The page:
# Terminology/Classical mechanics

## Classical mechanics

Classical mechanics is a physical theory describing the motion of objects such as projectiles, parts of machinery, "spacecraft", "planets", stars, and "galaxies". The development of classical mechanics involved substantial change in the methods and philosophy of physics. The qualifier classical distinguishes this type of mechanics from physics developed after the revolutions in physics of the early 20th century, all of which revealed limitations in classical mechanics.

The earliest formulation of classical mechanics is often referred to as Newtonian mechanics. It consists of the physical concepts based on the 17th century foundational works of Sir Isaac Newton, and the mathematical methods invented by Gottfried Wilhelm Leibniz, Leonhard Euler and others to describe the motion of bodies under the influence of forces.

If the present state of an object that obeys the laws of classical mechanics is known, it is possible to determine how it will move in the future, and how it has moved in the past. Chaos theory shows that the long term predictions of classical mechanics are not reliable.

Classical mechanics provides better results when studying objects that are not extremely massive and have speeds not approaching the speed of light. With objects about the size of an atom's diameter, it becomes necessary to use quantum mechanics. To describe velocities approaching the speed of light, special relativity is needed. In cases where objects become extremely massive, general relativity becomes applicable. Some modern sources include relativistic mechanics in classical physics, as representing the field in its most developed and accurate form.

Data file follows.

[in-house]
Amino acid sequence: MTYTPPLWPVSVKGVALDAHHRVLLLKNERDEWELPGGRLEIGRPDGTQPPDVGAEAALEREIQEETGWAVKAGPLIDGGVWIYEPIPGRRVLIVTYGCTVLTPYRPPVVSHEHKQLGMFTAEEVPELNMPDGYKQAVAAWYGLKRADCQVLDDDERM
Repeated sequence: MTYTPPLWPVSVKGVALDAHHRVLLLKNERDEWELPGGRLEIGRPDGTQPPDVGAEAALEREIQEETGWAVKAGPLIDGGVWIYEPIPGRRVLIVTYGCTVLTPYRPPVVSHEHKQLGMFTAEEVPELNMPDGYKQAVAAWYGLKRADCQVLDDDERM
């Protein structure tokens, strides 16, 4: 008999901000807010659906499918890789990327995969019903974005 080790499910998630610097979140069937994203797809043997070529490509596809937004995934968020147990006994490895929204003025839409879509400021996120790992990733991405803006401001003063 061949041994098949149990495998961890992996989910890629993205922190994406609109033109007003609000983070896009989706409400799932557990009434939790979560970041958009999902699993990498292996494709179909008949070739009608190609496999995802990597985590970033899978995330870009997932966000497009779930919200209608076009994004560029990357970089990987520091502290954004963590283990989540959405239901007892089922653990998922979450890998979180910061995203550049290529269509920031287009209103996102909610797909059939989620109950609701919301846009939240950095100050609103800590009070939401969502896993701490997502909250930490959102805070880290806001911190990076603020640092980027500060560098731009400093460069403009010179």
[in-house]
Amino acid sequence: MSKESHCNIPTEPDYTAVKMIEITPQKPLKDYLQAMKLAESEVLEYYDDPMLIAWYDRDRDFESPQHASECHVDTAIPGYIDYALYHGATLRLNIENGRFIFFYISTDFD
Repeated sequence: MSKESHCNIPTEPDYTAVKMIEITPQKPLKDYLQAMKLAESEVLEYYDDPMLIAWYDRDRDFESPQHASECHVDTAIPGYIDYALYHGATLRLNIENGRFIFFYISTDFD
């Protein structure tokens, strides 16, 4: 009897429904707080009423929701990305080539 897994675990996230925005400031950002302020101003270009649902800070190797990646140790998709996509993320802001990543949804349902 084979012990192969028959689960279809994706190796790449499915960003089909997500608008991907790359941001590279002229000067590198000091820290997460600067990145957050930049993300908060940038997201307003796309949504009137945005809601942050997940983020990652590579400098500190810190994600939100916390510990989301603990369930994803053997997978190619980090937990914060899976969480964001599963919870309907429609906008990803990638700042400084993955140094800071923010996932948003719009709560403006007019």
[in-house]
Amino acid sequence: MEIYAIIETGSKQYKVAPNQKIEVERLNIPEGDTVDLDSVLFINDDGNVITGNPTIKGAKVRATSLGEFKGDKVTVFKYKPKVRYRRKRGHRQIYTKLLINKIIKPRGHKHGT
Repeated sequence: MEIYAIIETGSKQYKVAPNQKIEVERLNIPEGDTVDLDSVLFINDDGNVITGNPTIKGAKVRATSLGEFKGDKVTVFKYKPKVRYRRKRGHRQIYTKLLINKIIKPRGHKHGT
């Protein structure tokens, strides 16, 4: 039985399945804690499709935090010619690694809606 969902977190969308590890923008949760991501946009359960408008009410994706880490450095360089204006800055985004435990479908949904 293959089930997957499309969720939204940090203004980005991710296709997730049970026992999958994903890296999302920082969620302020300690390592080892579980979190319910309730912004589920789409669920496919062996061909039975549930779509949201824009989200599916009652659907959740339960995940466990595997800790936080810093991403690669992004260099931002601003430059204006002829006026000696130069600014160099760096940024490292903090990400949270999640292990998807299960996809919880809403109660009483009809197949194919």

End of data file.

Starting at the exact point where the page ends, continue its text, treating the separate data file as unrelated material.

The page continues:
### Three main branches

Classical mechanics was traditionally divided into three main branches.

- Statics is the branch of classical mechanics that is concerned with the analysis of force and torque acting on a physical system that does not experience an acceleration, but rather is in equilibrium with its environment.
- Kinematics describes the motion of points, bodies (objects), and systems of bodies (groups of objects) without considering the forces that cause them to move. Kinematics, as a field of study, is often referred to as the "geometry of motion" and is occasionally seen as a branch of mathematics.
- Dynamics goes beyond merely describing objects' behavior and also considers the forces which explain it. Some authors (for example, Taylor (2005) and Greenwood (1997)) include special relativity within classical dynamics.